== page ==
The number of couples living together without being married has more than doubled since the 1990s, from 2.9 million in 1996 to 7.8 million in 2012. In 2012, 40 percent of unmarried partners had children younger than 18.
The prevalence of married households continued to decline, from more than two-thirds (71 percent) of all households in 1970 to under half (49 percent) in 2012.
In 2012, 27 percent of households contained only one person, up from 17 percent in 1970. On average, American households contain 2.55 people.
The median age at first marriage in 2012 was 28.6 for men and 26.6 for women.
The share of all U.S. households headed by a white non-Hispanic adult fell to about two-thirds (69 percent) in 2012, down from three-quarters (75 percent) in 2000.
The share of households headed by 55- to 64-year-olds rose over the last two decades, from 13 percent in 1990 to 19 percent in 2012. Meanwhile, the share headed by adults who were younger than 30 fell from 16 percent to 13 percent.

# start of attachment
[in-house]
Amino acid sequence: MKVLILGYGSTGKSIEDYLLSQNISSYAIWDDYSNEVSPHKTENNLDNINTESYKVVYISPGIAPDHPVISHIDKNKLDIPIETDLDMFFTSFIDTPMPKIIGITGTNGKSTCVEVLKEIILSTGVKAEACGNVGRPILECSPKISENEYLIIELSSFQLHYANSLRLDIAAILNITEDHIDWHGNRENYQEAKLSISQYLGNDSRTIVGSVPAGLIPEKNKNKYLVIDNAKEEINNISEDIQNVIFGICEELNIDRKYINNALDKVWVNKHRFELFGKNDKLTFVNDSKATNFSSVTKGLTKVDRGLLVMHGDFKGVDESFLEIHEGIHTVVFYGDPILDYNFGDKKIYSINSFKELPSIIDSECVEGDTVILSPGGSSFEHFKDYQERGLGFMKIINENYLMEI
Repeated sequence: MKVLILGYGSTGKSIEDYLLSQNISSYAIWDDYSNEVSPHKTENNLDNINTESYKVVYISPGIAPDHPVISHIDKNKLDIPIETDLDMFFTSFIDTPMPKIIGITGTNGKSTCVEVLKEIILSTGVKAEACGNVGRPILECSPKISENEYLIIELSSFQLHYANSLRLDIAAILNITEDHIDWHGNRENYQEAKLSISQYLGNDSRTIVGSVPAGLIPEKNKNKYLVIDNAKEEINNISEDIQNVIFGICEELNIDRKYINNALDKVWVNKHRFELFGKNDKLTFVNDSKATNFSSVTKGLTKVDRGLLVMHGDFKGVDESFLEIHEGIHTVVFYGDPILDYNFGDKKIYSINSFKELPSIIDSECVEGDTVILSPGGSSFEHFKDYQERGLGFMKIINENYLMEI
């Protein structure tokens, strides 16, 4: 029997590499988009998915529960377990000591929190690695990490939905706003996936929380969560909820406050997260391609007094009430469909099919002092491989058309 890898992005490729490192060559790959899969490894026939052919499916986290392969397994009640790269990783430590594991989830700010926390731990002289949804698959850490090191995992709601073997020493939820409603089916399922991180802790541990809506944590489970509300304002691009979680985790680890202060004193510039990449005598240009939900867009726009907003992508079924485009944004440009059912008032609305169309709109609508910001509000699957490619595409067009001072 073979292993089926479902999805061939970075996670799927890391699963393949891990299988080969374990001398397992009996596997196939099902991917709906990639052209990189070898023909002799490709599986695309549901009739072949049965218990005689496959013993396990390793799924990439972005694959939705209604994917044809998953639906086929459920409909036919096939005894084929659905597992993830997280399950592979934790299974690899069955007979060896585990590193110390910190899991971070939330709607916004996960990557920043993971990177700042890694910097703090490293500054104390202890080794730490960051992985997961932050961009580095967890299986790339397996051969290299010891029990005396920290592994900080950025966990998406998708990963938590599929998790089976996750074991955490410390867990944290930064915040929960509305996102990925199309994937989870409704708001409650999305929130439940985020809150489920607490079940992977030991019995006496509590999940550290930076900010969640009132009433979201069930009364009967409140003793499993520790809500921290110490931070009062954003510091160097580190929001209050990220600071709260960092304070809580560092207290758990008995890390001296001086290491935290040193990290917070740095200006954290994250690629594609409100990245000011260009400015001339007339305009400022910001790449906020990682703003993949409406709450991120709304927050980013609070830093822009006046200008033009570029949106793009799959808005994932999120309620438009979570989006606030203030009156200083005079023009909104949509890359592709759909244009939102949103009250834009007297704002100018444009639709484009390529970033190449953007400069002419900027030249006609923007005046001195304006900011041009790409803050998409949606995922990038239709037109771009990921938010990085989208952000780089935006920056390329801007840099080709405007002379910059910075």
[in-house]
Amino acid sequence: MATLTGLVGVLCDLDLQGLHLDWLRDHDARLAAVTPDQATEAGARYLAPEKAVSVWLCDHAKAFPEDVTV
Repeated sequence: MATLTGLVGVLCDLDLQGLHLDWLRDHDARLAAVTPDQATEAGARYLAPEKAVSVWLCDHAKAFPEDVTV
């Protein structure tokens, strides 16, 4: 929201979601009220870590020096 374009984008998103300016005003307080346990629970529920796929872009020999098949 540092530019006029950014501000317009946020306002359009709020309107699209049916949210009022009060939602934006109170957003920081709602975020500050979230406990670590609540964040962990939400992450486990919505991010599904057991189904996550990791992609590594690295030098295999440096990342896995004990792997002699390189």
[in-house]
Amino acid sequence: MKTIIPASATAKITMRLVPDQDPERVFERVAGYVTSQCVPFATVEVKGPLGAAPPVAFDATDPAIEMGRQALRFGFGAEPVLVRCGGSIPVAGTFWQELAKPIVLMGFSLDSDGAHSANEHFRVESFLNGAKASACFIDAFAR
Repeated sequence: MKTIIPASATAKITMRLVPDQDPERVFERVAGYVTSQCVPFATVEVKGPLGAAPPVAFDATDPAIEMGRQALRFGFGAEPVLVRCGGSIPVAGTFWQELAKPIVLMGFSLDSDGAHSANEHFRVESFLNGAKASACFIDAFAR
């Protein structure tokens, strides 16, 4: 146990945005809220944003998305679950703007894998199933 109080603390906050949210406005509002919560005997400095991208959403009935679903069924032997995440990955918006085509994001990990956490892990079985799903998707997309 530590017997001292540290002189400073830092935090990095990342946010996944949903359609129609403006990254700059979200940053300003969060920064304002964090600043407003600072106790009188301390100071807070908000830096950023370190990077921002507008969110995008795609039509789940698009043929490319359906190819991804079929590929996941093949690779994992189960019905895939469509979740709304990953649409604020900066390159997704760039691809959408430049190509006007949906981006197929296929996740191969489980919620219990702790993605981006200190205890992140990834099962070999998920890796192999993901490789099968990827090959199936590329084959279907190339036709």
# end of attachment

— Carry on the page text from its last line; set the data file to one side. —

The percentage of married couples with both the husband and wife in the labor force declined from 56 percent in 2000 to 52 percent in 2012.
Stay-at-home parents have become more common since the 1990s. Among married-couple families with children younger than 15, the percentage with stay-at-home mothers increased from 20 percent to 24 percent between 1994 and 2012. The 2012 estimate of 24 percent is not significantly different from either 2011 or 2007, before the start of the recession.
Almost all stay-at-home parents (96 percent) are mothers. However, between 1994 and 2012, the percentage of stay-at-home parents who were fathers increased from 1.6 percent to 3.6 percent and their numbers more than doubled from 76,000 to 189,000.
The percentage of children in 2012 living with two parents, regardless of their marital status, differs by race and Hispanic origin. Eighty-five percent of single-race Asian children lived with two parents compared with 77 percent of single-race white non-Hispanic children, 66 percent of Hispanic children and 38 percent of single-race black children.